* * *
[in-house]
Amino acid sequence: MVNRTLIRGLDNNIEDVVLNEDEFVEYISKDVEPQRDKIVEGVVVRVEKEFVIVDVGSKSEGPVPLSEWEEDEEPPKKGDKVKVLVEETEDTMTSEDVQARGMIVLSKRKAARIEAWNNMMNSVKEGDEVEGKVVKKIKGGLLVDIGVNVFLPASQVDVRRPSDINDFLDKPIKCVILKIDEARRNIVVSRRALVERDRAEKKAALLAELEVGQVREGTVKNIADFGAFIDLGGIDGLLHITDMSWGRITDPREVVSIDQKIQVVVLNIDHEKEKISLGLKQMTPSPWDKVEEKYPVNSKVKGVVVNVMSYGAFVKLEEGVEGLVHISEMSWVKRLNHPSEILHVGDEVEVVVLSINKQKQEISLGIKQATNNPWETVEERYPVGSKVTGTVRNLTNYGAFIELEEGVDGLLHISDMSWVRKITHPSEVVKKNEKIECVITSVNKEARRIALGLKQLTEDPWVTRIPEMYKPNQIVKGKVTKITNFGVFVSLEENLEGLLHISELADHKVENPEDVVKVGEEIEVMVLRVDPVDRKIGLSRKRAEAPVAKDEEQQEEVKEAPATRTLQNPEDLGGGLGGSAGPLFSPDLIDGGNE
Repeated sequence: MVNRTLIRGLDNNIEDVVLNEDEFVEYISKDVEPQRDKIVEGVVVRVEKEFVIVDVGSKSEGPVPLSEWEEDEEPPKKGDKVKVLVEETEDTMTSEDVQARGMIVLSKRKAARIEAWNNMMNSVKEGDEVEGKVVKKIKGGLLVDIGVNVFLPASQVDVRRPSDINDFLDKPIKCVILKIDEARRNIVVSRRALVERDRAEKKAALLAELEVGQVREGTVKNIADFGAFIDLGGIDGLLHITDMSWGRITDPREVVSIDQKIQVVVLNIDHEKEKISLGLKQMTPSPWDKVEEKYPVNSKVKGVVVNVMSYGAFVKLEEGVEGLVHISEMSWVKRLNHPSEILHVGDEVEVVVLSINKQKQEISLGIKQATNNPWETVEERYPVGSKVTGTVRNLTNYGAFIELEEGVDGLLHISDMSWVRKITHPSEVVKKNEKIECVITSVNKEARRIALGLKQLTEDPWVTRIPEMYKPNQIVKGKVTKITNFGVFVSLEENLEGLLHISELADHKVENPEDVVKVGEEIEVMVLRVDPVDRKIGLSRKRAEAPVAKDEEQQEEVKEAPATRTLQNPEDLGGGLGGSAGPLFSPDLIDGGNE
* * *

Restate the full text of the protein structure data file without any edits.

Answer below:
[in-house]
Amino acid sequence: MVNRTLIRGLDNNIEDVVLNEDEFVEYISKDVEPQRDKIVEGVVVRVEKEFVIVDVGSKSEGPVPLSEWEEDEEPPKKGDKVKVLVEETEDTMTSEDVQARGMIVLSKRKAARIEAWNNMMNSVKEGDEVEGKVVKKIKGGLLVDIGVNVFLPASQVDVRRPSDINDFLDKPIKCVILKIDEARRNIVVSRRALVERDRAEKKAALLAELEVGQVREGTVKNIADFGAFIDLGGIDGLLHITDMSWGRITDPREVVSIDQKIQVVVLNIDHEKEKISLGLKQMTPSPWDKVEEKYPVNSKVKGVVVNVMSYGAFVKLEEGVEGLVHISEMSWVKRLNHPSEILHVGDEVEVVVLSINKQKQEISLGIKQATNNPWETVEERYPVGSKVTGTVRNLTNYGAFIELEEGVDGLLHISDMSWVRKITHPSEVVKKNEKIECVITSVNKEARRIALGLKQLTEDPWVTRIPEMYKPNQIVKGKVTKITNFGVFVSLEENLEGLLHISELADHKVENPEDVVKVGEEIEVMVLRVDPVDRKIGLSRKRAEAPVAKDEEQQEEVKEAPATRTLQNPEDLGGGLGGSAGPLFSPDLIDGGNE
Repeated sequence: MVNRTLIRGLDNNIEDVVLNEDEFVEYISKDVEPQRDKIVEGVVVRVEKEFVIVDVGSKSEGPVPLSEWEEDEEPPKKGDKVKVLVEETEDTMTSEDVQARGMIVLSKRKAARIEAWNNMMNSVKEGDEVEGKVVKKIKGGLLVDIGVNVFLPASQVDVRRPSDINDFLDKPIKCVILKIDEARRNIVVSRRALVERDRAEKKAALLAELEVGQVREGTVKNIADFGAFIDLGGIDGLLHITDMSWGRITDPREVVSIDQKIQVVVLNIDHEKEKISLGLKQMTPSPWDKVEEKYPVNSKVKGVVVNVMSYGAFVKLEEGVEGLVHISEMSWVKRLNHPSEILHVGDEVEVVVLSINKQKQEISLGIKQATNNPWETVEERYPVGSKVTGTVRNLTNYGAFIELEEGVDGLLHISDMSWVRKITHPSEVVKKNEKIECVITSVNKEARRIALGLKQLTEDPWVTRIPEMYKPNQIVKGKVTKITNFGVFVSLEENLEGLLHISELADHKVENPEDVVKVGEEIEVMVLRVDPVDRKIGLSRKRAEAPVAKDEEQQEEVKEAPATRTLQNPEDLGGGLGGSAGPLFSPDLIDGGNE